MENA Week in Review - October 11, 2013

Middle East and North Africa

Below is a roundup of some of the top articles and news highlights from around the Middle East and North Africa over the last week:


  • The United States announced on Wednesday that it will withhold some security assistance to Egypt “pending credible progress toward an inclusive, democratically elected civilian government through free and fair elections.” According to a briefing by senior administration officials, the Obama administration is holding the delivery of major weapons systems, including F-16 fighter jets, M1A1 tank kits, Harpoon missiles, and Apache Helicopters, as well USD 260 million in cash assistance. Other forms of security assistance, such as counterterrorism and counter-proliferation aid, will continue. A number of publications have covered reactions to this announcement, including Egypt’s condemnationIsrael’s skepticism, and a mixed-reaction from Capitol Hill.
  • Egypt experienced its most violent weekend since security forces cleared pro-Mohammad Morsi sit-ins on August 14, with six people killed this past Friday and at least fifty one people killed on Sunday. Sunday, which marked a national holiday celebrating the military’s 1973 war with Israel, saw clashes between ex-president Morsi supporters and security forces. On Monday, at least nine soldiers and police officers were killed in attacks that targeted security forces in three different cities around the country. The White House condemned the violence against civilians and security forces, but emphasized, “The Egyptian government has a responsibility to protect all Egyptians and create an atmosphere in which all Egyptians can exercise their universal rights …”
  • number of articles were published this week detailing the impact of the military’s counterterror campaign in Sinai on the area’s residents.



  • On Saturday, U.S. Special Forces conducted raids in Libya and Somalia. The operation in Tripoli resulted in the capture of Al Qaeda leader Abu Anas al-Libi, who was indicted for his participation in 1998 attacks on U.S. embassies in Kenya and Tanzania. For more information about the raid, read our blog.
  • Libyan Prime Minister Ali Zeidan was kidnapped and released on Thursday by a militia known as the Operations Room of Libya’s Revolutionaries, one of many groups helping the government carry out internal security duties in the country. There are conflicting reports as to whether the kidnapping was retaliation for the raid conducted by U.S. forces on Saturday. Many observers note that this situation reflects the dysfunction of the Libyan government and the continued strength of the militia groups in the country.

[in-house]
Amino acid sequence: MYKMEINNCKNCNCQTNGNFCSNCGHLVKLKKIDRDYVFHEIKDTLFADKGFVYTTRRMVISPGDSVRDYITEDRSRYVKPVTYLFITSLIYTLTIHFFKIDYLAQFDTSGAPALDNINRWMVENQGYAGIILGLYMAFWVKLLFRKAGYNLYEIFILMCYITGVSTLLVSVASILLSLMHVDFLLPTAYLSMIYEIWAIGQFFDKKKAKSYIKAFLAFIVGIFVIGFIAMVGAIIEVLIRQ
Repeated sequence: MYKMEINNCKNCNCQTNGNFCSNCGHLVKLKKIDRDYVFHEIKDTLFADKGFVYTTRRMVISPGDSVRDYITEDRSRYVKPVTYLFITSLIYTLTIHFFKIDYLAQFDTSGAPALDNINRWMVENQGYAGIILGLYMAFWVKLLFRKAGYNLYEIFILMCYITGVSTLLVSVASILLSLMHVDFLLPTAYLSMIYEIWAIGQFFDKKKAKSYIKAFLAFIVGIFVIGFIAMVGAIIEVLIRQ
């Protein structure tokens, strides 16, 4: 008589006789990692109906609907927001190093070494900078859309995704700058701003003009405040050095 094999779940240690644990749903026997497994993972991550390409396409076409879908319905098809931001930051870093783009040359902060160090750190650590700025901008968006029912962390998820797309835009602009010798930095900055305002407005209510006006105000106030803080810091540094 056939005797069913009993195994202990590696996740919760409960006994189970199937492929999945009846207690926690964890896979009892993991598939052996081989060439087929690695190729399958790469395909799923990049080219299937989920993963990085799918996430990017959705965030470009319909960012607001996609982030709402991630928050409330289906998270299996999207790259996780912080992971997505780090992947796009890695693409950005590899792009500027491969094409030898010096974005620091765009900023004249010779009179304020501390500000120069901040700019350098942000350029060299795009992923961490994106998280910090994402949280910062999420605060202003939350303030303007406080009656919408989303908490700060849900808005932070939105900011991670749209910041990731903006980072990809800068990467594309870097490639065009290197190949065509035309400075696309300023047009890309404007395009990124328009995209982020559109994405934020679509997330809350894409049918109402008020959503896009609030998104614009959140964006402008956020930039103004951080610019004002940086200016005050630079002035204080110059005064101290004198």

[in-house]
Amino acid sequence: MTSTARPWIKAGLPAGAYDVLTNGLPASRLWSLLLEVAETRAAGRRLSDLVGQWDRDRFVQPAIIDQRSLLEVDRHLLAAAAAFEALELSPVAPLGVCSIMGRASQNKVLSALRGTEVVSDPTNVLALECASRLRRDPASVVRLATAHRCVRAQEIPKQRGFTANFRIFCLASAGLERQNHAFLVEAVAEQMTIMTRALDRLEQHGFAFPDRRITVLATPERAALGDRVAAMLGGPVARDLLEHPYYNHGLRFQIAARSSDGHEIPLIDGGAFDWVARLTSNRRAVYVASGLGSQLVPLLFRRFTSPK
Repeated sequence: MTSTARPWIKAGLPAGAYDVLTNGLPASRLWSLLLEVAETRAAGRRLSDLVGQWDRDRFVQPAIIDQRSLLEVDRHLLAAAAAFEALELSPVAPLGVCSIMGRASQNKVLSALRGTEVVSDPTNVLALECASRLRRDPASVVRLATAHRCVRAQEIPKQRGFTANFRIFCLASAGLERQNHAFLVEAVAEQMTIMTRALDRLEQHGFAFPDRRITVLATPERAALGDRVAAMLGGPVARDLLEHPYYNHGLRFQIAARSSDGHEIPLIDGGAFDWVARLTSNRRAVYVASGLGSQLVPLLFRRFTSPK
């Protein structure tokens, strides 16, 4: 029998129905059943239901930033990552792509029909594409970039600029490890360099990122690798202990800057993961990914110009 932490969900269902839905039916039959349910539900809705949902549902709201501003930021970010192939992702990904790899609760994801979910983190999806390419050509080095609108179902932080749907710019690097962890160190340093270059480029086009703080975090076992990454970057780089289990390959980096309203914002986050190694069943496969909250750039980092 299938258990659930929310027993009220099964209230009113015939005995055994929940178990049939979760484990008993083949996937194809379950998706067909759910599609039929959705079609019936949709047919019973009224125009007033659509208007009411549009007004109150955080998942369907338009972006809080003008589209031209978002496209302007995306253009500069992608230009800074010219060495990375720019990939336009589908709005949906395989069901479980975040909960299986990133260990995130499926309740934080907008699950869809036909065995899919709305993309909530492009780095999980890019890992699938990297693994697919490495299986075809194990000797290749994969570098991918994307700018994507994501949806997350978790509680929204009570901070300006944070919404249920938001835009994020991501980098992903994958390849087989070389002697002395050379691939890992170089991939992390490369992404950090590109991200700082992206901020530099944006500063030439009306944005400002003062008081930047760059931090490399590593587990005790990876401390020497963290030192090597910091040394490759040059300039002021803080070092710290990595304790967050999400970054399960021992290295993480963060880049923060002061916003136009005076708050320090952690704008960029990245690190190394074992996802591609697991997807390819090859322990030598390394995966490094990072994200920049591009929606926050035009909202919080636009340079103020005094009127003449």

• Also on Saturday, fifteen Libyan soldiers were killed while guarding a checkpoint near the city of Bani Walid, a stronghold of the former Qaddafi regime.
  • In an interview with the BBC conducted last week but released on Wednesday, PM Zeidan requested international assistance to combat both the rising militancy in the country and the problem of arms trafficking in and out of Libya.



  • Courts in Bahrain sentenced nine Shiites to life in prison on Monday for allegedly making bombs that were used in attacks in 2011, while sentencing eighteen Shiites to five to seven years in prison on Thursday for attacking a police station. In the past two weeks 122 Shiites have been jailed in the country.



  • The Wall Street Journal reported on Wednesday that Iran is preparing to make a series of concessions over its nuclear program ahead of P5+1 talks next week, including halting Uranium enrichment to level of 20% purity, enhancing international inspections of its facilities, and possibly closing its secretive Qom facility. Israel’s Intelligence Minister reportedly called the offer “laughable,” while Israeli Prime Minister Benjamin Netanyahu is urging the international community not to remove its sanctions on the country.



  • In an interview with Al Monitor this week, Iraqi Prime Minister Nouri al-Maliki spoke about Iraq’s growing internal violence, as well as regional issues such as the Syrian civil war and Iraq’s relations with its Turkish and Iranian neighbors. Al-Maliki argued that the most significant cause of the rising violence in Iraq is “the sectarian tension in the region that is directly related to the developments in the Syrian crisis and its repercussions on the Iraqi arena.”
  • Al Qaeda claimed responsibility on Monday for the previous week’s rare attack in the Kurdish city of Erbil. Al Qaeda stated that the attack was retaliation for statements by the regional president that offered support to PM al-Maliki and Kurdish rebels in Syria in their fights against Al Qaeda.



  • International inspectors began overseeing the destruction of chemical weapons and related production equipment on Sunday, and a second team of inspectors was sent to the country on Tuesday to boost these efforts. The New York Times reported that the inspectors cannot actually destroy any material – this task is left to Syrian forces – but rather they are there to verify that the process is proceeding according to plan. Secretary of State John Kerry gave credit to the Assad regime for enabling these efforts to progress quickly.
  • The Organization for the Prohibition of Chemical Weapons, which is overseeing the destruction of Syria’s chemical weapons stockpile, was awarded the Nobel Peace Prize on Friday.



  • Tunisian leaders signed an agreement on Saturday by which the Ennahda led government would step down in favor of a nonpartisan government within three weeks of the start of a national dialogue. It is hoped that this agreement will end months of political gridlock following the assassination of opposition politician Mohamed Brahmi in July.



  • Yemen’s National Dialogue suffered a setback this week after Southern separatists and Houthis walked-out of a final plenary session, claiming their voices have been marginalized.